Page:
Until there’s a cure: GRC student helps others to manage Type 1 diabetes

For Lauren Palmer, a junior at George Rogers Clark High School, the struggle against Type 1 Diabetes is personal.

Palmer was diagnosed with the disease when she was in the fifth grade and said it was — and still is — a life-changing experience.

“Every hour I need to check my blood sugar,” she said. “If it’s too low, I need to eat something. If it’s too high, I need to take insulin. I also have to pay attention to the fluctuations.”

When Palmer, who is very active with the Kentucky YMCA, decided to take part in a service trip with the organization that required participants to log 50 hours of community service, she knew that helping other Type 1 students was what she wanted to do.

“When I was diagnosed I didn’t know anyone else who was going through the same thing,” she said.

Palmer put together 10 baskets as part of her community service — each one for a different elementary or middle school student in Clark County who suffers from Type 1 Diabetes.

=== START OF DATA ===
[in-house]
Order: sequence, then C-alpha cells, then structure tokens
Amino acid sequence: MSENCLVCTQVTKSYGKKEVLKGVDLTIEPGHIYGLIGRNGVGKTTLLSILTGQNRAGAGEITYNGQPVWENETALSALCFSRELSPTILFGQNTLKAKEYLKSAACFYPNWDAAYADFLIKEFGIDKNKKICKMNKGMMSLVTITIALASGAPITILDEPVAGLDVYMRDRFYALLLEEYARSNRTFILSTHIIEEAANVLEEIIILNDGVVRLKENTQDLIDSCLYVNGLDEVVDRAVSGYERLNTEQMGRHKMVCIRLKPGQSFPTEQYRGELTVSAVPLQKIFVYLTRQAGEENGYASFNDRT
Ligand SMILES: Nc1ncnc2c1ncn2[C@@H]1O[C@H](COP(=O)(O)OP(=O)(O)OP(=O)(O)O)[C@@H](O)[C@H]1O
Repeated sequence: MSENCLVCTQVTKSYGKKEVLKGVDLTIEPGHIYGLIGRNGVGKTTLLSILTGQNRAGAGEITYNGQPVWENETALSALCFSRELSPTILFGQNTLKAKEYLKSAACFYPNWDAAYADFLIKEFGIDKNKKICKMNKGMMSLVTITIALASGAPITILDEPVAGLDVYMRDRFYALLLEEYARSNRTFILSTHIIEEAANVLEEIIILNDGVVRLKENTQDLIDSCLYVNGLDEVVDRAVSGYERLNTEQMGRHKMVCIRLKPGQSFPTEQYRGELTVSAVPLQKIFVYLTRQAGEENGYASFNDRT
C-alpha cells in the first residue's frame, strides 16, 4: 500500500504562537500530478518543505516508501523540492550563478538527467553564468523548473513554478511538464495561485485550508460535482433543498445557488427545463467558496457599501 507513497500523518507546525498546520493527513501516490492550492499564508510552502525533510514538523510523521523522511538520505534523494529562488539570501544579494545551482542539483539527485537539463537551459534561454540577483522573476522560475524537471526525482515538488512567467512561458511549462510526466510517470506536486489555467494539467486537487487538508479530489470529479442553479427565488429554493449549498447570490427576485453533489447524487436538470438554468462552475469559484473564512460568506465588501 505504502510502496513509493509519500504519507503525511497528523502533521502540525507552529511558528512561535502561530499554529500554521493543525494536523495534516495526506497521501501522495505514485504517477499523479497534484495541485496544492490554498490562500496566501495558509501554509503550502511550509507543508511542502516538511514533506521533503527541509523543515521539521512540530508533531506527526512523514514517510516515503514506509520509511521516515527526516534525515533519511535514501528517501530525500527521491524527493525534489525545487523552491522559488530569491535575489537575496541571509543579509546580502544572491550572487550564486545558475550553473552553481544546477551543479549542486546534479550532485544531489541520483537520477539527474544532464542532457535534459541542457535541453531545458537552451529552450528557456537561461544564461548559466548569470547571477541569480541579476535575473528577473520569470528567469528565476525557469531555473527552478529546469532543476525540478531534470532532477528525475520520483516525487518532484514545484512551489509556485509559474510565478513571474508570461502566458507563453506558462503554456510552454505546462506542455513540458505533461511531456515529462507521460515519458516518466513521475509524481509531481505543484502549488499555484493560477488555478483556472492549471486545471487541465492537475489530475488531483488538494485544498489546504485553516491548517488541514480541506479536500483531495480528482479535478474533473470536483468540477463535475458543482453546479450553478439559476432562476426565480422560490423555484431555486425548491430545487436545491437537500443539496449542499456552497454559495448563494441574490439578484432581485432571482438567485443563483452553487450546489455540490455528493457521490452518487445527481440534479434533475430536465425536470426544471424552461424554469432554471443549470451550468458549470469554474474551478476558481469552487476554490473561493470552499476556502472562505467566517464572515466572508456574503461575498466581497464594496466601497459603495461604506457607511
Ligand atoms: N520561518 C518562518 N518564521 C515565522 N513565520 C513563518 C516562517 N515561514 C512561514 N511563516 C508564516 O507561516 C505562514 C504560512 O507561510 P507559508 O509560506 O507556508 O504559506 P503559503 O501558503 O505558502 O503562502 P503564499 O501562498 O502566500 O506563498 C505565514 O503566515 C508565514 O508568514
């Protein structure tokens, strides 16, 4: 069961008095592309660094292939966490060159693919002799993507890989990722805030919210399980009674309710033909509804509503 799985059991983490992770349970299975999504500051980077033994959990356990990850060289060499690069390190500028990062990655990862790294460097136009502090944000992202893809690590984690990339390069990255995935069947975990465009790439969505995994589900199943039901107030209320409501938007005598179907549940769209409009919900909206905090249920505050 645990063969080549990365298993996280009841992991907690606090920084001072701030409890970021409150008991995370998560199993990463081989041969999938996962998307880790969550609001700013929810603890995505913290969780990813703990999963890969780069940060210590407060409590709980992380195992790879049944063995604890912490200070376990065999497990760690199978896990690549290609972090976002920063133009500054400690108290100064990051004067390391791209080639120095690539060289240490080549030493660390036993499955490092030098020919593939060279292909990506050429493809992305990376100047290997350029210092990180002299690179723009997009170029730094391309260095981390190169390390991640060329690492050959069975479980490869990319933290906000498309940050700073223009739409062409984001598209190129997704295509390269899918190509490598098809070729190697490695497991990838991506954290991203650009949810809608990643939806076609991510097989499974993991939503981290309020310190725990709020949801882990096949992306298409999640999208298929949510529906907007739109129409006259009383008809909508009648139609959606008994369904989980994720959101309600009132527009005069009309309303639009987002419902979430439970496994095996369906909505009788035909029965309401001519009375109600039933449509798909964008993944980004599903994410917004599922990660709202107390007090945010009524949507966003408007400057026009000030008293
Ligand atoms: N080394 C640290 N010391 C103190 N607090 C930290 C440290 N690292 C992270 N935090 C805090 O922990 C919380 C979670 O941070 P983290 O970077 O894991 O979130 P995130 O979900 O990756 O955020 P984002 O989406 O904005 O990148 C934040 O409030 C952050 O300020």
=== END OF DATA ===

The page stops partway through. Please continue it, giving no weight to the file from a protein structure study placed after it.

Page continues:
The baskets contained sugar-free gum, candy and glucose tablets in addition to activity books, bracelets and a T-shirt.

Palmer also included a letter to each student with a list of “pro tips” for living with Diabetes.

This isn’t the first time Palmer has gone out of her way to assist people in the Type 1 community. She said she works as a counselor at a camp for diabetic children in Ohio as well, a service she says has been “one of the best things in my life.”

 She and her parents are also active with the Juvenile Diabetes Research Foundation (JDRF), a global organization dedicated to funding Type 1 Diabetes research.

Palmer said she intends to do the basket project again next year when she takes part in the same service trip through the YMCA. She said her work to spread awareness about Type 1 Diabetes will continue in other ways as well, including possibly her career.

She said that during her time in high school she has taken up an interest in biology, through a combination of curiosity about her diagnosis and an engaging class taught by Amy Walker.

“I’m thinking about being a school nurse or going into teaching,” she said. “Those jobs would allow me to work with kids who have diabetes.”

She said her goal in spreading awareness is to teach the public that there is a difference between Type 1 and Type 2 Diabetes and to tell children with Diabetes that they do not need to be embarrassed by their diagnoses.